Charlie Chaplin was touring the US with Fred Karno's comedy troupe in 1913 when he was recruited by Mac Sennett's Keystone Films. They signed him at $150 a week and put him to work making one reel slapstick shorts. He quickly became the star of the lot, with his films becoming more and more popular. With this success Chaplin was able to exert more control on his movies, which led to higher quality films and even bigger demand. Soon he was writing and directing all of his pictures. While at Keystone he came up with the costume for the character that would soon be known around the world.
When his contract was up, Chaplin was a star and wanted a star's salary. Keystone couldn't meet his price, so he signed a one year contract with Essanay for an astounding $1250 a week. It was during this time that Chaplin came up with the Tramp's personality and character, which lead to even more fame. While at Essanay he became a national sensation and his shorts started becoming more popular than the feature films that they were opening for.
When the Essanay contract was up, he was the most in demand actor in the world. He was wined and dined by several companies bidding for his service, but he ended up signing with Mutual in 1916 where he made $10,000 a week, plus bonuses. He was not only the highest paid actor; he had a higher salary than anyone in the country.
When he arrived at Mutual, Chaplin had the look and the personality for his character, and that would be enough for just about all other comedians. He could have continued to churn out a two-reeler every month or two and become very, very rich if he wanted to. Chaplin wanted more than that. He wanted to create art. It was during his tenure with Mutual that Chaplin evolved his comedy style to include bitter sweet elements and pathos. This would set him apart from all other comics and make him the most famous person in the world.
Image has released these 12 important films on DVD once before over three volumes. They have now released them for a second time, digitally cleaned and with some missing scenes added in. These shorts also have new scores that are very good and copious extras that make this well worth a double dip.
One of the biggest improvements with this set over the previous three discs is that the films are arranged in chronological order. Watching these you can see Chaplin's style evolve. He starts off with simple slapstick shorts with some creative ideas, but still filled with prat-falls and sight gags and often ended with a chase. As the series progresses his films become more sensitive and Chaplin gave his movies heart. One of the most significant series of films in the history of comedy, it was the Tramp in these films that the world fell in love with.
The films in this collection are:
The Floorwalker – this film ends very abruptly, indicating that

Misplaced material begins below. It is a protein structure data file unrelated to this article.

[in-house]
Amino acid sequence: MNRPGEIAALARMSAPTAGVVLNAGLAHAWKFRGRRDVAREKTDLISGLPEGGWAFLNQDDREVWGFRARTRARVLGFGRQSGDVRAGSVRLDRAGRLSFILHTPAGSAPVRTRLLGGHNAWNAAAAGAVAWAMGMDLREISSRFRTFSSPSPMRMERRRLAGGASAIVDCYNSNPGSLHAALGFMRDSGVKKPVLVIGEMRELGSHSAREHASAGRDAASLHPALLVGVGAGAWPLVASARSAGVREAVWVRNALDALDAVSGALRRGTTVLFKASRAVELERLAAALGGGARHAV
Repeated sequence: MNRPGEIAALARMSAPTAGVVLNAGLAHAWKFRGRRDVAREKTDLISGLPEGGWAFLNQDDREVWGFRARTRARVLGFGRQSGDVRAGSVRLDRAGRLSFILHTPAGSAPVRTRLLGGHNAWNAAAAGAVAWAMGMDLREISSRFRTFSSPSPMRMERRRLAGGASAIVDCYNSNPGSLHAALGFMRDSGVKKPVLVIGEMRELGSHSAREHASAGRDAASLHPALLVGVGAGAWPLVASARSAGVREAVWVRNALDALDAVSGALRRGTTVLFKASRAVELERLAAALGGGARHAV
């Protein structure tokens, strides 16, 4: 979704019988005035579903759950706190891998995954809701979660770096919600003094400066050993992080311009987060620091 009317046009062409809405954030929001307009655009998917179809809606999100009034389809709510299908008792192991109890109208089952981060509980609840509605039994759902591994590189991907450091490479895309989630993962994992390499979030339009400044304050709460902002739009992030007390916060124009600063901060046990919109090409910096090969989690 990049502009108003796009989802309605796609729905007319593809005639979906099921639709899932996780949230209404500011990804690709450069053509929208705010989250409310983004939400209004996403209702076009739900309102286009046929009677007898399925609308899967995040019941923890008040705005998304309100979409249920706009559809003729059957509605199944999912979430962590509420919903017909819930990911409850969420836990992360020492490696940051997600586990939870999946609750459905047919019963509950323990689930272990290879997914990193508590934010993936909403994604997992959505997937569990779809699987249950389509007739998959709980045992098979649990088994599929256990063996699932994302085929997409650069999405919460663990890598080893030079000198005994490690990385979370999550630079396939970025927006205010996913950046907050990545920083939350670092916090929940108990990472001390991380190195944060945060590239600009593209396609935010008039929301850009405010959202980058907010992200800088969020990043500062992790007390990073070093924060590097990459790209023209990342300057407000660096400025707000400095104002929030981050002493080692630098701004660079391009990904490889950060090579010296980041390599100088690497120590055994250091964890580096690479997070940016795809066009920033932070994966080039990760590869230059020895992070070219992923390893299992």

it may still be incomplete.
An amazing set of films that are not only very funny, but show Chaplin's style emerge like a butterfly from a cocoon.
Chaplin is so entertaining in these films that it's easy to overlook the simple direction. Chaplin didn't work from a script. He'd just get his crew together, come up with a set (a store, a skating rink) and then have everyone stand around while he came up with the gags and story. This process could take days or weeks (and even longer later in his career.) After he figured out what the action would be, Chaplin would act out each individual part in minute detail for each actor. Then everything would be filmed, with Chaplin making changes and improving the story as he went.
Because of this unique way of making a movie, the direction is rather basic. The films consist entirely of medium and long shots, with hardly any camera movement. The focus is on the comedy, not on fancy tracking shots or pans over elaborate sets. This simple down to earth style of direction actually works well in these films. It was a style that Chaplin would use for the rest of his life.
One of the biggest differences between this release and the previous Image version of the Chaplin Mutuals is the new soundtrack. Carl Davis has created a new orchestral score that is just excellent. This new soundtrack is definitely superior to Michael Mortilla's synthesizer track for the earlier edition. Davis does a good job matching the feel and emotion of the music to what is happening on screen but the music never overshadows or dominates the visuals. The only complaint I have is that some sound effects were added which distracted from the action. Aside from that one critique, this is a nice set of scores that works very well.
This edition of these films uses the same masters as the previous Image release did; the 1984 David Shepard restorations. Shepard used the finest surviving 35 mm prints and negatives when he did his work, and the image looks very good. These look better than the earlier release because they have been digitally cleaned with techniques that weren't available or practical when the other set was being mastered.